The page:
Musk is embarking on a philosophy of ecomodernism — the idea that doing what we’ve been doing (except more so!) will lead society down to a techno-fueled decoupling of the economy from environmental constraints. Musk’s bet is that by radically increasing efficiency of mundane industrial tasks — building cars, digging holes, making batteries — it will help usher in a carbon-free utopia.
If Musk’s goal is (as he says) to save the world from climate change, many of his “innovations” are not helping. Decades of evidence shows that making more cars and building our cities to accommodate them are bad ideas for almost everyone. Even factoring in the additional time cost of walking or riding your bike, it’s nearly always cheaper compared to driving.
All of these greener transportation technologies have been in use for more than 100 years — it’s the cars that have been the problem, not the answer. Musk’s tunnels could be a game changer, but only if they’re digging more subway lines.
2018/03/12: The basic appeal of the internet of things, or IoT, is that it will make all your objects “smart,” in much the same way your cell phone is.
By imbuing other objects with the ability to access the internet, the invention opens the door for a number of other breakthroughs, all of which differ depending on their field. For instance, a smart refrigerator might reduce the amount of food waste a family commits, which could have an impact on the way grocery stores stock their shelves and farms grow their products. A smart washing machine, however, might optimize water usage and communicate that data to an area’s water source, which can improve regions’ environmental efficiency.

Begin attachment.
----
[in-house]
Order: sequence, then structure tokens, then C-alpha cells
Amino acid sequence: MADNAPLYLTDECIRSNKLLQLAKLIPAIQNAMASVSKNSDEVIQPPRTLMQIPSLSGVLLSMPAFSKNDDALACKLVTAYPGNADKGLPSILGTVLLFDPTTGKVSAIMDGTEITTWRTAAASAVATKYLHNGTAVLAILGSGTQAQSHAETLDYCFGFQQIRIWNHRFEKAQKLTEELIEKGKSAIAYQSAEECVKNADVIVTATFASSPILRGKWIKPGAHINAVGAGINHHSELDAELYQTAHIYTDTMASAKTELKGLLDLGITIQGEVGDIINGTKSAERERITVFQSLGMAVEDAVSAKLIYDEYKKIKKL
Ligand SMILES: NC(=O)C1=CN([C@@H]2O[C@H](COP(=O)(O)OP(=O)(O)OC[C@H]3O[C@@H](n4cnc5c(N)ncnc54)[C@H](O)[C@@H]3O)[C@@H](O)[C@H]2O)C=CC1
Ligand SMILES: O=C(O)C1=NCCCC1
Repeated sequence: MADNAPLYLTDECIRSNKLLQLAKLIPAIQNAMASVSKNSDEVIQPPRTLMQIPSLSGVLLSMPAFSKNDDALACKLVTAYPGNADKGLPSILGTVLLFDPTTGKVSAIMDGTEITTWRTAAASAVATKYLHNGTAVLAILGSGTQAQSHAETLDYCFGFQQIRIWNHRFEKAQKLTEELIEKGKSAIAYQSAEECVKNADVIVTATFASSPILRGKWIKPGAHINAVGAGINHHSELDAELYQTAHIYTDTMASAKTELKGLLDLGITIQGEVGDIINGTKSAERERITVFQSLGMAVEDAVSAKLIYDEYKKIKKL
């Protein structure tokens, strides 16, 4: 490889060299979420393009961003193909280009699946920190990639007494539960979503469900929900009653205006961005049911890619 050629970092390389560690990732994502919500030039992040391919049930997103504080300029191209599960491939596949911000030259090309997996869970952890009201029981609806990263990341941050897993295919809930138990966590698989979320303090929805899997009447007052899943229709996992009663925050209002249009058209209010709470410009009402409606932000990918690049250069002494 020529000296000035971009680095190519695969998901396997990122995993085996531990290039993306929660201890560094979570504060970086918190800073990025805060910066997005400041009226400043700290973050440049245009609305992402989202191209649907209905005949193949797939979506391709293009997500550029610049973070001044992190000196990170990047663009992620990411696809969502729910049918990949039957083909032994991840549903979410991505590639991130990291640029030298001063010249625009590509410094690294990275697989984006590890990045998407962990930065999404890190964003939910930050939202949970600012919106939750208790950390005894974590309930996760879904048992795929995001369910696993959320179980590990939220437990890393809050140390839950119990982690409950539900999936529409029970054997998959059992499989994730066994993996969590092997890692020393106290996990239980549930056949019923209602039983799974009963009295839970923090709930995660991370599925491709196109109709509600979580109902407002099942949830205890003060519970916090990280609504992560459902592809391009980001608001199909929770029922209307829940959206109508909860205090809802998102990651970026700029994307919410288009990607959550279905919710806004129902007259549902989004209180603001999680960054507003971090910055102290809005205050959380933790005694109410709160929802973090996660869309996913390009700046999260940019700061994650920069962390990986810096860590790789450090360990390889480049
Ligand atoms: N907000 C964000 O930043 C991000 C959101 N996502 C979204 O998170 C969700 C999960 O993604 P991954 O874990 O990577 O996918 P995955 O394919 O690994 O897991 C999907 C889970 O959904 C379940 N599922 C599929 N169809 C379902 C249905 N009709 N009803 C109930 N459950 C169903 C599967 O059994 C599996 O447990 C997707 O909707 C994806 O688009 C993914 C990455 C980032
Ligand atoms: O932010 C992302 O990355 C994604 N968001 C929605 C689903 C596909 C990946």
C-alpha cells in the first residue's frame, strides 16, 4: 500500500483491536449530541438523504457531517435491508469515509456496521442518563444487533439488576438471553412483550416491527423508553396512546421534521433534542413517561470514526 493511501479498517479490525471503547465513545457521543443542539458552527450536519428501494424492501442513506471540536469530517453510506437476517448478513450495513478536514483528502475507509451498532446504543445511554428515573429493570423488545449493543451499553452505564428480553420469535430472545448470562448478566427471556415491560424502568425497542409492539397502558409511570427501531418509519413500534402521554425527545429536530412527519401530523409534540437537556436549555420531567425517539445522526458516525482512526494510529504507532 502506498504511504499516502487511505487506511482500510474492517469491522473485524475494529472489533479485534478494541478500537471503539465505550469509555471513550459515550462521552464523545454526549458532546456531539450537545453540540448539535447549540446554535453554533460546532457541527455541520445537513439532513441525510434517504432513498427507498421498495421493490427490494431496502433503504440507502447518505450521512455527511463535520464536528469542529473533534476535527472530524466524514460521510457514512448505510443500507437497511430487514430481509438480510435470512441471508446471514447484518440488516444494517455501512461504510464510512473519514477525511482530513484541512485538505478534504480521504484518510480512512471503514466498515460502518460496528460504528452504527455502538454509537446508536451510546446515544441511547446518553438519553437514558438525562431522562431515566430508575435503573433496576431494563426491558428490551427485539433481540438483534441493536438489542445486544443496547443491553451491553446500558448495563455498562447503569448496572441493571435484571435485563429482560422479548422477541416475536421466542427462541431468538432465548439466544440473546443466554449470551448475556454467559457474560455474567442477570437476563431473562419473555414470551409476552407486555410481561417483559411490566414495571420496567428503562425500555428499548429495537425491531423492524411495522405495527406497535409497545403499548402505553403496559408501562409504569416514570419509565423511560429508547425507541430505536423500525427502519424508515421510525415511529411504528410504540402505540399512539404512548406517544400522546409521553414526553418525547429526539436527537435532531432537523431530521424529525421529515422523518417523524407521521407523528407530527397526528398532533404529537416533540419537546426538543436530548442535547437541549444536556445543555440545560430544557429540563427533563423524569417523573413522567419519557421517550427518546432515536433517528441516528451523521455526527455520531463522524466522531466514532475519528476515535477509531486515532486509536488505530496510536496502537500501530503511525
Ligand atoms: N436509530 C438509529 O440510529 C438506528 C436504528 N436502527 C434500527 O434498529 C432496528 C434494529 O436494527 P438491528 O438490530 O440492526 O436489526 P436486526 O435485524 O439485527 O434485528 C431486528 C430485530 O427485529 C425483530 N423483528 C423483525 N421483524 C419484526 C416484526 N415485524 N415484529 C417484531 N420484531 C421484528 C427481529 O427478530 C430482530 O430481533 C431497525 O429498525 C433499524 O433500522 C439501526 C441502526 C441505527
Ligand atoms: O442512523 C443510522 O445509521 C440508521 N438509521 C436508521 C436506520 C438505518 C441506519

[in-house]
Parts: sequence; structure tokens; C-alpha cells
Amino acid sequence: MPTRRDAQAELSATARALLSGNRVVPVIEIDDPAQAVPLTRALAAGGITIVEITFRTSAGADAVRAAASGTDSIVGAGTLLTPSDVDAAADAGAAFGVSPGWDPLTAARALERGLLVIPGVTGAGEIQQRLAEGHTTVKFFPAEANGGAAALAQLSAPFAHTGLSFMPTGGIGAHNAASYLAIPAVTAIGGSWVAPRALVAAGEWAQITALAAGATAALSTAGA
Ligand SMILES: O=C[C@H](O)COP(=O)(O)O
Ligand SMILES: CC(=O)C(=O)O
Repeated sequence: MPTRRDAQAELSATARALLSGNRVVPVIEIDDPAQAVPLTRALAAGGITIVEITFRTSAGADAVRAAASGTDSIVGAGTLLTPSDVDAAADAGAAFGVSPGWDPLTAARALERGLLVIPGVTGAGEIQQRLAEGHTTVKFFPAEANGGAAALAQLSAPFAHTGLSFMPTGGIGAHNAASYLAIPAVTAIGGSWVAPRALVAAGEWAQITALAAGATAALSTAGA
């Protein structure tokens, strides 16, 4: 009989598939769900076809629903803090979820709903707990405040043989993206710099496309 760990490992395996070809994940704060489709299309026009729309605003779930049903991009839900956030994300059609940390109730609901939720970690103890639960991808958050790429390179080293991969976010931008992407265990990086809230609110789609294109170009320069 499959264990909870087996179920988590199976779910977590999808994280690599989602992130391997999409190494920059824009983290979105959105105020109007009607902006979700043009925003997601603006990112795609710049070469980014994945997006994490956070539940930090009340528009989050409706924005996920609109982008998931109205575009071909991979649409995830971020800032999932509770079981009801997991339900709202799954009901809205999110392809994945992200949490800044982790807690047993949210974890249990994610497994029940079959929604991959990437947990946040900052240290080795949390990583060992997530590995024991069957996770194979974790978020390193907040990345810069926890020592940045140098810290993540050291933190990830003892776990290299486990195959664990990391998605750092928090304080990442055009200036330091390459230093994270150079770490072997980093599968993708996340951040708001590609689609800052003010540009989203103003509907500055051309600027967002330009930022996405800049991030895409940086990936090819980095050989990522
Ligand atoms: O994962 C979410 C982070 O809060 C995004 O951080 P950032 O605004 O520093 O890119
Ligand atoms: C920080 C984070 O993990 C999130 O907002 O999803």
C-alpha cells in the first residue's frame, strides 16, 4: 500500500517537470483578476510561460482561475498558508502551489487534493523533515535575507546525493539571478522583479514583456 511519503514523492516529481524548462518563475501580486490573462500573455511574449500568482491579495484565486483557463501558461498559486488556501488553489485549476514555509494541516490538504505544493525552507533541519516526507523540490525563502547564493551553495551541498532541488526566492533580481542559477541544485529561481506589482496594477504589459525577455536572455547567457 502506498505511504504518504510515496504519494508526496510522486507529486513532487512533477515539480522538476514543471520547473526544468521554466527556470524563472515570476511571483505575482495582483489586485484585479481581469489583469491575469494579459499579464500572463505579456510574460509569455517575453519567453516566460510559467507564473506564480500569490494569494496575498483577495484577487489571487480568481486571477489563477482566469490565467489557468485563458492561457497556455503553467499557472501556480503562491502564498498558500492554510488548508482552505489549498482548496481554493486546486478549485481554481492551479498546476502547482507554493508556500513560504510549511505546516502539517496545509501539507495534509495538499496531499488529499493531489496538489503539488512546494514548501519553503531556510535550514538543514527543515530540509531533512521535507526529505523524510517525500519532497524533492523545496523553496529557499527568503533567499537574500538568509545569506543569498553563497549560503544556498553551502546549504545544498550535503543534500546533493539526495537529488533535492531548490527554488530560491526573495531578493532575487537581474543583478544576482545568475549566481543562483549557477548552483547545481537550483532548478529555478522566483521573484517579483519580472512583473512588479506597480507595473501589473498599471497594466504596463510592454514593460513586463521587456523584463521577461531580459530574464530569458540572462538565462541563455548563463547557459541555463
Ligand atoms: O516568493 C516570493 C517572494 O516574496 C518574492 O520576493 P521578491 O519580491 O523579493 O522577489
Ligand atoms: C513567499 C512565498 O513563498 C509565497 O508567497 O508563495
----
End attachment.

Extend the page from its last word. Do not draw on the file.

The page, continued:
2018/12/03: a letter to MEPs from big film industry associations and sports leagues is raising eyebrows. Their message: They believe both the Parliament’s and the Council’s versions of Article 13 would end up benefiting the big online platforms – and they’d rather prefer to be left out of this mess altogether. They urge that their sectors be explicitly removed from Article 13’s scope, except in the highly unlikely case that both institutions drop all their work and return to the original Commission proposal from 2016.
In doing so, they are disavowing those in the media industry who ahead of the September vote in the European Parliament swayed MEP’s opinions by loudly claiming to be speaking for “European creators” when they asserted that the law, including Parliament’s version, was necessary to “save culture”.
2018/11/29: If two-parent families could support themselves with only one parent working outside the home in the past, then something is wrong with “growth” that imposes a de facto need for two incomes.
There needs to be a return to the notion of the oikos, or household, or marriage, as unit, rather than atomized Jane (or as Obama and Orwell both put it, Julia). Matrimony was always intended to be a shared division of labor that would protect the mothers long term interests while raising family. And that marriage needs a rebuttressing by the church in the face of today's pressures.
2018/06/04: are our smartphones actually listening?
According to Dr. Peter Hannay—The senior security consultant for cybersecurity firm Asterisk, and former lecturer and researcher at Edith Cowan University—the short answer is yes, but perhaps in a way that's not as diabolical as it sounds.
For your smartphone to actually pay attention and record you, there needs to be a trigger, like Hey Siri or Okay Google for example . Without these triggers, there's no recording, with just some general metrics being sent to your service provider. This might not seem a cause for an alarm, but when it comes to apps like Facebook, no one knows what the triggers are. In fact, there could be thousands.